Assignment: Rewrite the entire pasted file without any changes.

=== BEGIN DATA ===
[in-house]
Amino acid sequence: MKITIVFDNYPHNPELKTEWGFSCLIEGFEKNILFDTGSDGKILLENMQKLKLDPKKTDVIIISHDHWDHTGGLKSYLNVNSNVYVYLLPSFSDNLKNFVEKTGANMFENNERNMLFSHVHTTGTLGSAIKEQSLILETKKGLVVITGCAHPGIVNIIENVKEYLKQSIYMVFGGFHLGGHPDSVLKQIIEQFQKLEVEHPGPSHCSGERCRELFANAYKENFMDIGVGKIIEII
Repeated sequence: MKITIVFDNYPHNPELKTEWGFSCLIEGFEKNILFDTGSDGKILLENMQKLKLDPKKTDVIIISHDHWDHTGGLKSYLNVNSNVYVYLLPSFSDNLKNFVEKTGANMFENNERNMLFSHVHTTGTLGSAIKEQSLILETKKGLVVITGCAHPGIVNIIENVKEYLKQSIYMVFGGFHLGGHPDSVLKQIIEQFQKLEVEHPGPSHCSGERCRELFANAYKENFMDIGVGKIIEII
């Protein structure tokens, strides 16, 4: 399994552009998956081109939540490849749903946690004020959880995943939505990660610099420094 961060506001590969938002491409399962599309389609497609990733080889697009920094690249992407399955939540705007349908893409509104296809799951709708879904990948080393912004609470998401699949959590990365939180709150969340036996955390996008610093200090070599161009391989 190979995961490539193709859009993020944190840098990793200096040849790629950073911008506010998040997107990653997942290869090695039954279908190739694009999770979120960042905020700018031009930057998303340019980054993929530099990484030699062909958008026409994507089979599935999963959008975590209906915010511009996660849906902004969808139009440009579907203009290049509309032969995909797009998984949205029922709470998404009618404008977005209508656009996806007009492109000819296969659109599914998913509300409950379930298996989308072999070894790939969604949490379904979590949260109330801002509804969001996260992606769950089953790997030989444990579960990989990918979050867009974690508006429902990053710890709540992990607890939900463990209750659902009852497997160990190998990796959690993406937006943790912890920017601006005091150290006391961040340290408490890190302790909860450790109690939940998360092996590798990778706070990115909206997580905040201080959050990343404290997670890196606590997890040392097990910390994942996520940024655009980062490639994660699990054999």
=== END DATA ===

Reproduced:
[in-house]
Amino acid sequence: MKITIVFDNYPHNPELKTEWGFSCLIEGFEKNILFDTGSDGKILLENMQKLKLDPKKTDVIIISHDHWDHTGGLKSYLNVNSNVYVYLLPSFSDNLKNFVEKTGANMFENNERNMLFSHVHTTGTLGSAIKEQSLILETKKGLVVITGCAHPGIVNIIENVKEYLKQSIYMVFGGFHLGGHPDSVLKQIIEQFQKLEVEHPGPSHCSGERCRELFANAYKENFMDIGVGKIIEII
Repeated sequence: MKITIVFDNYPHNPELKTEWGFSCLIEGFEKNILFDTGSDGKILLENMQKLKLDPKKTDVIIISHDHWDHTGGLKSYLNVNSNVYVYLLPSFSDNLKNFVEKTGANMFENNERNMLFSHVHTTGTLGSAIKEQSLILETKKGLVVITGCAHPGIVNIIENVKEYLKQSIYMVFGGFHLGGHPDSVLKQIIEQFQKLEVEHPGPSHCSGERCRELFANAYKENFMDIGVGKIIEII
């Protein structure tokens, strides 16, 4: 399994552009998956081109939540490849749903946690004020959880995943939505990660610099420094 961060506001590969938002491409399962599309389609497609990733080889697009920094690249992407399955939540705007349908893409509104296809799951709708879904990948080393912004609470998401699949959590990365939180709150969340036996955390996008610093200090070599161009391989 190979995961490539193709859009993020944190840098990793200096040849790629950073911008506010998040997107990653997942290869090695039954279908190739694009999770979120960042905020700018031009930057998303340019980054993929530099990484030699062909958008026409994507089979599935999963959008975590209906915010511009996660849906902004969808139009440009579907203009290049509309032969995909797009998984949205029922709470998404009618404008977005209508656009996806007009492109000819296969659109599914998913509300409950379930298996989308072999070894790939969604949490379904979590949260109330801002509804969001996260992606769950089953790997030989444990579960990989990918979050867009974690508006429902990053710890709540992990607890939900463990209750659902009852497997160990190998990796959690993406937006943790912890920017601006005091150290006391961040340290408490890190302790909860450790109690939940998360092996590798990778706070990115909206997580905040201080959050990343404290997670890196606590997890040392097990910390994942996520940024655009980062490639994660699990054999």